As far as vacations and traveling go, in 1936 my father sent my mother to Grado, Italy. That was her only vacation. Business can’t take a break, and if my father would have taken a break from the store for a week, he’d have lost customers. The store had to be open. That was the basic idea of our whole existence. Aside from that, my mother went to a spa a couple of times.

My father was the oldest of the Engel siblings. Jozef, who was two years younger, worked as a salesman and died in Israel in 1983. He had two sons. Their names are Pavel and Ondrej. Both of them live in Israel. Vojtech, who was also a businessman, was another two years younger. He most likely perished in the Sobibor concentration camp [15]. In 1906 Rozalia was born, who had one son. His name was Robert Glück. Robert died in Kosice in 2005, and his mother in Revuca, in 1956.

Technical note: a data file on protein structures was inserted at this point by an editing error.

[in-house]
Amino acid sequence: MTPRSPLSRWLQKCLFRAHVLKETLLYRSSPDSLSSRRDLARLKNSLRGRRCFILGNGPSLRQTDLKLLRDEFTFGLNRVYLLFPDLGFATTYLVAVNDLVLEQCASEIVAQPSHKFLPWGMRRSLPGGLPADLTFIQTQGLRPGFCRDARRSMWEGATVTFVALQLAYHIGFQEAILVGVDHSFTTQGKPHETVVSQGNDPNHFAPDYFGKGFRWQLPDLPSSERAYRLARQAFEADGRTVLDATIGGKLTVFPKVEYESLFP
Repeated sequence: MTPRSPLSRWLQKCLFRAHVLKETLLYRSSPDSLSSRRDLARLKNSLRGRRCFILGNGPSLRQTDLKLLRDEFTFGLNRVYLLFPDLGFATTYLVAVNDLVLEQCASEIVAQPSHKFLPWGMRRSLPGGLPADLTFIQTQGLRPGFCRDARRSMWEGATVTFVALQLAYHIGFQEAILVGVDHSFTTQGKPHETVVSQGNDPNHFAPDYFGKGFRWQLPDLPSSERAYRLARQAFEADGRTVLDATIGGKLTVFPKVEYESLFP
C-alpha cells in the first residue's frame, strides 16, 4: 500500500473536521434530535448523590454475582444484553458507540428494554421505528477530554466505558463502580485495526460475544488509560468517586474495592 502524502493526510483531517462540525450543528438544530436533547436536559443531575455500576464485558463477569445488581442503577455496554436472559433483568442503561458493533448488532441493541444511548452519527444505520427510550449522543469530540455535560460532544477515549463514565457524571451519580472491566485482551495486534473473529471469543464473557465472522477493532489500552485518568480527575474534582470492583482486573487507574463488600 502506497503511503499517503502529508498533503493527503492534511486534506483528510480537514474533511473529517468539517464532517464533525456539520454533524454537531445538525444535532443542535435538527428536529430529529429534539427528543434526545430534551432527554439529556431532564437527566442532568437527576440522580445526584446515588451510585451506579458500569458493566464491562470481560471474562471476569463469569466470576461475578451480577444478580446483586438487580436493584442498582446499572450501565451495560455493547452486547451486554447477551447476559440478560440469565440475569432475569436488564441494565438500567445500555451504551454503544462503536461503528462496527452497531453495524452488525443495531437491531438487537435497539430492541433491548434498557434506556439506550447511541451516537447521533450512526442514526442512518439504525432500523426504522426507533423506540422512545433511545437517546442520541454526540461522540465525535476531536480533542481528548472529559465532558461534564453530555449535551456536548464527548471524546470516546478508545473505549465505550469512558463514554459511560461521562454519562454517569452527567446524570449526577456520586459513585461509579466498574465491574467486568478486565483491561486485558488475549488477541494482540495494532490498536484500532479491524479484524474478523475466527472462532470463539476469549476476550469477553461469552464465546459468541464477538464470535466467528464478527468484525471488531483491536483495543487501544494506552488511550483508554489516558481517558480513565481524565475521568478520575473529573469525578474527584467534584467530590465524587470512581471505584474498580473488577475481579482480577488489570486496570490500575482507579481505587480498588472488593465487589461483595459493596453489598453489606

In January 1914 Mikulas came into the world, who worked as a civil servant, and also perished in a concentration camp. The year when he was born, in the summer, my grandmother died. So five children were orphaned, and he was only a few months old. My grandfather couldn’t remain like that without a woman’s helping hand, and so found himself another wife. Her name was Gizela, and she came to Muranska Lehota with two children. They then had one last child together, Elena, who was born in 1915. I’ve got the impression that she died in 1986 or 1988. She had a daughter and a son.